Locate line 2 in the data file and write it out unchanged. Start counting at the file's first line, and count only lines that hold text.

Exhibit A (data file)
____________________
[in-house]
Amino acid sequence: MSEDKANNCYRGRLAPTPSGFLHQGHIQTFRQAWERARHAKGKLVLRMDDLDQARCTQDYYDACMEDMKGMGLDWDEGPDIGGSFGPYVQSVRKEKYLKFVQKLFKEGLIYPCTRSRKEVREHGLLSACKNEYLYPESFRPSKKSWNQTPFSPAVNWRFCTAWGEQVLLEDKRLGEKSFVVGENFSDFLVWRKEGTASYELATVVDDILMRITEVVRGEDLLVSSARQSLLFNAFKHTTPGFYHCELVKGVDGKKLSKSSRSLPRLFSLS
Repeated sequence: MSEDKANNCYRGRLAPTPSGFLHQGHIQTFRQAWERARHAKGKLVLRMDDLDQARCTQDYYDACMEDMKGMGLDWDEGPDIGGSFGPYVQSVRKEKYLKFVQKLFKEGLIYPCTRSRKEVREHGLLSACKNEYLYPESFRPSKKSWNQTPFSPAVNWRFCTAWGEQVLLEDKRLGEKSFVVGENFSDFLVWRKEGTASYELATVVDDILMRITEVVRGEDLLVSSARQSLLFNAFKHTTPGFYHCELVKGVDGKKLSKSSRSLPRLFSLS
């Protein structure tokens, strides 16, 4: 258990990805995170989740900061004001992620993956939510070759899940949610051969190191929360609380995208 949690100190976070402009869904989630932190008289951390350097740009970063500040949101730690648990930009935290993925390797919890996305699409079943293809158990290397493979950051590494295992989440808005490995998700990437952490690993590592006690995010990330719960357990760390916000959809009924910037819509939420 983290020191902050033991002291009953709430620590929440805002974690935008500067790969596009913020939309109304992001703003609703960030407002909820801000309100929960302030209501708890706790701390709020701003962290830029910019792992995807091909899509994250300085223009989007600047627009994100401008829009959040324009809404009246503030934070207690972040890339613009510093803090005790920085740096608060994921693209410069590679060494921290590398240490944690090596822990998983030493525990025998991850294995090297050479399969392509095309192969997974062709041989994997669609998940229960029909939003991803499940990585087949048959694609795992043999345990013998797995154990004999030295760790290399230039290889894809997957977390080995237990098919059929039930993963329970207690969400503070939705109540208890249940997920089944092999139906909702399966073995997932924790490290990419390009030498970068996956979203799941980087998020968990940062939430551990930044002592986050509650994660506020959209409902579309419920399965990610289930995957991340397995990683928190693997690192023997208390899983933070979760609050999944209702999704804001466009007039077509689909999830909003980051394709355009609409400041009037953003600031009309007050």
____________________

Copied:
Amino acid sequence: MSEDKANNCYRGRLAPTPSGFLHQGHIQTFRQAWERARHAKGKLVLRMDDLDQARCTQDYYDACMEDMKGMGLDWDEGPDIGGSFGPYVQSVRKEKYLKFVQKLFKEGLIYPCTRSRKEVREHGLLSACKNEYLYPESFRPSKKSWNQTPFSPAVNWRFCTAWGEQVLLEDKRLGEKSFVVGENFSDFLVWRKEGTASYELATVVDDILMRITEVVRGEDLLVSSARQSLLFNAFKHTTPGFYHCELVKGVDGKKLSKSSRSLPRLFSLS